A settlement between the state of Texas and the U.S. Department of Justice in 2009 should have at least started showing signs of improvement at 13 State Supported Living Centers, home to hundreds of residents with severe developmental disabilities. But according to the state’s federally designated watchdog agency for Texans with disabilities, not much has changed. “It’s still deplorable,” Beth Mitchell, supervising attorney for the advocacy group Disability Rights Texas, told QueQue. Although Texas agreed to comply with some 171 provisions to ensure residents mental and physical health and safety by 2013, the most recent Texas Department of Aging and Disability Services monitoring report, dated October 22 but released to the public last week, shows the San Antonio State Supported Living Center, like 12 others across the state, is far from meeting those goals. Most troubling, Mitchell says, is the high number of complaints of abuse and neglect that continue unabated. In San Antonio’s report, DADS monitors reported 95 such cases, 22 percent of which were confirmed between February and late July of 2011, including 10 cases of physical abuse, one of emotional and verbal abuse, and another 16 cases of neglect. (Forty-three percent of cases were unconfirmed, 19 percent deemed inconclusive, and other 10 percent were referred back to the facility for reporting problems, the monitoring report shows.) Among the confirmed cases: one center employee dragged a resident across the floor by his belt. In another instance, an employee “physically attacked an individual by grabbing him by the neck, slamming him into the closet, then throwing him to the floor,” state monitors wrote. Monitors also noted 23 serious injuries between February and late July 2011, during which five residents died at the San Antonio Center.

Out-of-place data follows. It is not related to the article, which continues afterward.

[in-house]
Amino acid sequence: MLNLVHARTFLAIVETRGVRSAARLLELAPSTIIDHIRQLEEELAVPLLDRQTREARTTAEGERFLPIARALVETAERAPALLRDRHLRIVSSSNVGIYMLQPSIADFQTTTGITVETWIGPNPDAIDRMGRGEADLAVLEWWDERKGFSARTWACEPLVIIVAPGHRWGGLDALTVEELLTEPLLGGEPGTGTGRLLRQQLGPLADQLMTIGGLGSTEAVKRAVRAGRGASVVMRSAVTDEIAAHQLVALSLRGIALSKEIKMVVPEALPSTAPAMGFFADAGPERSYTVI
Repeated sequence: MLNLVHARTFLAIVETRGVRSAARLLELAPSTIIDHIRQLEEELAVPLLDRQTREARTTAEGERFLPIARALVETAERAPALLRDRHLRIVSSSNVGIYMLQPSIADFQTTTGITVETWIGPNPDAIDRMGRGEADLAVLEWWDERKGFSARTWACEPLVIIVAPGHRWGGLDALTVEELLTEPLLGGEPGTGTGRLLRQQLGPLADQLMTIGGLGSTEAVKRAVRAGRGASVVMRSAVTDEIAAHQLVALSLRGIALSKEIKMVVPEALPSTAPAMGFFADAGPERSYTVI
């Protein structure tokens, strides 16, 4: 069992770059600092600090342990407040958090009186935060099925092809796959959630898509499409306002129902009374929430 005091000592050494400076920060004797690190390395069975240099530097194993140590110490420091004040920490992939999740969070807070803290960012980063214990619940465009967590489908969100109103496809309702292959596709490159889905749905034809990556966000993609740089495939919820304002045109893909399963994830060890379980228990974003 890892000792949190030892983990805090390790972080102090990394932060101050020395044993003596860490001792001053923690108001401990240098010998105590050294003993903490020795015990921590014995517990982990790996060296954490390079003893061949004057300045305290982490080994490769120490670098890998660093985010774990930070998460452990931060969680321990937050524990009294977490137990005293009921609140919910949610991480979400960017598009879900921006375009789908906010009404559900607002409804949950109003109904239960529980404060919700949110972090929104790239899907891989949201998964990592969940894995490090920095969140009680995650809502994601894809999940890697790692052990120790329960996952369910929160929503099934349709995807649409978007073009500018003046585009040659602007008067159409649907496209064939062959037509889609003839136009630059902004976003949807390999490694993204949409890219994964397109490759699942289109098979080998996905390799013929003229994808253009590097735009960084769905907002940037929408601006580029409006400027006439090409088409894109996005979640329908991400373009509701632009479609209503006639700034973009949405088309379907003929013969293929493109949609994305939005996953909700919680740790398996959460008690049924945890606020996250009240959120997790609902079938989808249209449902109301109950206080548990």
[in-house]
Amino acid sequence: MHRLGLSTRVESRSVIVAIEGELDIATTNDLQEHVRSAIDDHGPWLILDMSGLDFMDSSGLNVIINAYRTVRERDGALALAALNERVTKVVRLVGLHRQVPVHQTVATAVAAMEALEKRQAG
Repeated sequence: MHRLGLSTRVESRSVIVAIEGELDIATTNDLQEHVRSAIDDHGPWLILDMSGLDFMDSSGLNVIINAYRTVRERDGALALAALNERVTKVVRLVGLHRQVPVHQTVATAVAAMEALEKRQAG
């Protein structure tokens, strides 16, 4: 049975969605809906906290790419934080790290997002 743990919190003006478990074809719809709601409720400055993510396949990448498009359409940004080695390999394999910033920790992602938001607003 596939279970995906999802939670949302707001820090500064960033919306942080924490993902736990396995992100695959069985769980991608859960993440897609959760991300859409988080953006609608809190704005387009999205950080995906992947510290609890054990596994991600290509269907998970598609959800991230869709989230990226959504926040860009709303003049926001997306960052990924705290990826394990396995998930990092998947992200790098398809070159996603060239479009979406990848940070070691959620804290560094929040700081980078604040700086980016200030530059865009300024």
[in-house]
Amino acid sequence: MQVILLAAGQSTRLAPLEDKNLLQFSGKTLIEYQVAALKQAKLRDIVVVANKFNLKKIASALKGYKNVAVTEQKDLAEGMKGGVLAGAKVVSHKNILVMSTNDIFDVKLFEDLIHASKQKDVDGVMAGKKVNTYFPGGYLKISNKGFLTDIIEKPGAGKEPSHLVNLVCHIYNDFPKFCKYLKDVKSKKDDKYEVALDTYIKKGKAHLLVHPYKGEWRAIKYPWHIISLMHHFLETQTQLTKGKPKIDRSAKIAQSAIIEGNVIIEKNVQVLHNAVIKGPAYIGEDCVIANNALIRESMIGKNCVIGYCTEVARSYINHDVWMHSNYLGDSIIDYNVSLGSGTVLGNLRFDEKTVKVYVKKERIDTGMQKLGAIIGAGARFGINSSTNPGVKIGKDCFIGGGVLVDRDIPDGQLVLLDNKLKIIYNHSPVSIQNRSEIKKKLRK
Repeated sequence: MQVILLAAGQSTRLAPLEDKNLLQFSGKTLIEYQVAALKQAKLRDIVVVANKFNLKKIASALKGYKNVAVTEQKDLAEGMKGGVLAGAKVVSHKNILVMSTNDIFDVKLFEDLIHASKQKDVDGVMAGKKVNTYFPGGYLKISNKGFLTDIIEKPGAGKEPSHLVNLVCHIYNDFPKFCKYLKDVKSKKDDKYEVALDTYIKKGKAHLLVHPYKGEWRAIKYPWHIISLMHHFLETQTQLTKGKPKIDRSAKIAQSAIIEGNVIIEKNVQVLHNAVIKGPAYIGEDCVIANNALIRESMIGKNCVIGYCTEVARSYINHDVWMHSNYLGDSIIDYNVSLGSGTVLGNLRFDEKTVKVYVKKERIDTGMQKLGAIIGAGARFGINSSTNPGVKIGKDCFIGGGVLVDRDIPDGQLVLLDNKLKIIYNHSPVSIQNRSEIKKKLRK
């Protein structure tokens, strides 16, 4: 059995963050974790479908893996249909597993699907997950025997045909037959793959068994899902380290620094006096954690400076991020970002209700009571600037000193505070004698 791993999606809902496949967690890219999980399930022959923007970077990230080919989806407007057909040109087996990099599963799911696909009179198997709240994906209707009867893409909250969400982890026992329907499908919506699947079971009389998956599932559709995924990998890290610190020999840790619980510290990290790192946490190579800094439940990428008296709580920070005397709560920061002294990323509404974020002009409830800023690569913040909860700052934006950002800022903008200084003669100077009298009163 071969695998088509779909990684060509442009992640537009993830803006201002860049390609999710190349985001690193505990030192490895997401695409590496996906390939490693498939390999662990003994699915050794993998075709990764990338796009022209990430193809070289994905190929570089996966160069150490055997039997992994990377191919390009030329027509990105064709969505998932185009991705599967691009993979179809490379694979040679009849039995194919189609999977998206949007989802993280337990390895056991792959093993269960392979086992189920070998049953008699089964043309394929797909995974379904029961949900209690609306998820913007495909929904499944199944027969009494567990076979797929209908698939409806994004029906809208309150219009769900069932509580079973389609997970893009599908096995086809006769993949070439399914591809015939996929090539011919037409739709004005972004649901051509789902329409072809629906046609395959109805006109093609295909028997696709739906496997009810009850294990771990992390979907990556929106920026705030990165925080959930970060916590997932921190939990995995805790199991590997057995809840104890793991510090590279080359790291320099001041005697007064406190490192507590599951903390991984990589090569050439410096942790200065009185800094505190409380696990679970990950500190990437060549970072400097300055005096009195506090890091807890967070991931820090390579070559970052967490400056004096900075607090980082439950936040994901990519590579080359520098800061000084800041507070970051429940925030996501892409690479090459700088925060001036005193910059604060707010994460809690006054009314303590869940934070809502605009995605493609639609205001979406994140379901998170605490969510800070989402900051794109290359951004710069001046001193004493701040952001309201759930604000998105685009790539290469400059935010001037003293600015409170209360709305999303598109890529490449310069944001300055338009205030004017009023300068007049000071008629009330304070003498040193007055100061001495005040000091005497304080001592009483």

Federal investigators started looking into Texas’ state-supported living centers after the DOJ wrote a scathing report in 2006 on the state’s Lubbock facility, noting that 17 residents had died in nearly as many months. Two years later, DOJ investigated all 13 centers, and eventually threatened legal action if Texas didn’t agree to a settlement. And Mitchell fears the problem may be deeper than just the cases confirmed in state reports. “A lot of times you can’t confirm cases because you have individuals that simply can’t communicate,” she said. For instance, in 2009 seven staffers at the Corpus Christi State Supported Living Center were fired for forcing disabled residents into staged fights at the facility. The workers were only caught when police discovered a lost cell phone with videos of the fights. “Some of the issues [monitors] are identifying are very significant, serious issues,” said Mitchell. “You’ve got people with chronic diseases who don’t have appropriate lab monitoring and medication use. … Do you know how quickly you can spiral down if you don’t get the appropriate lab work? And these are individuals who can’t necessarily communicate when they’re starting to feel bad.”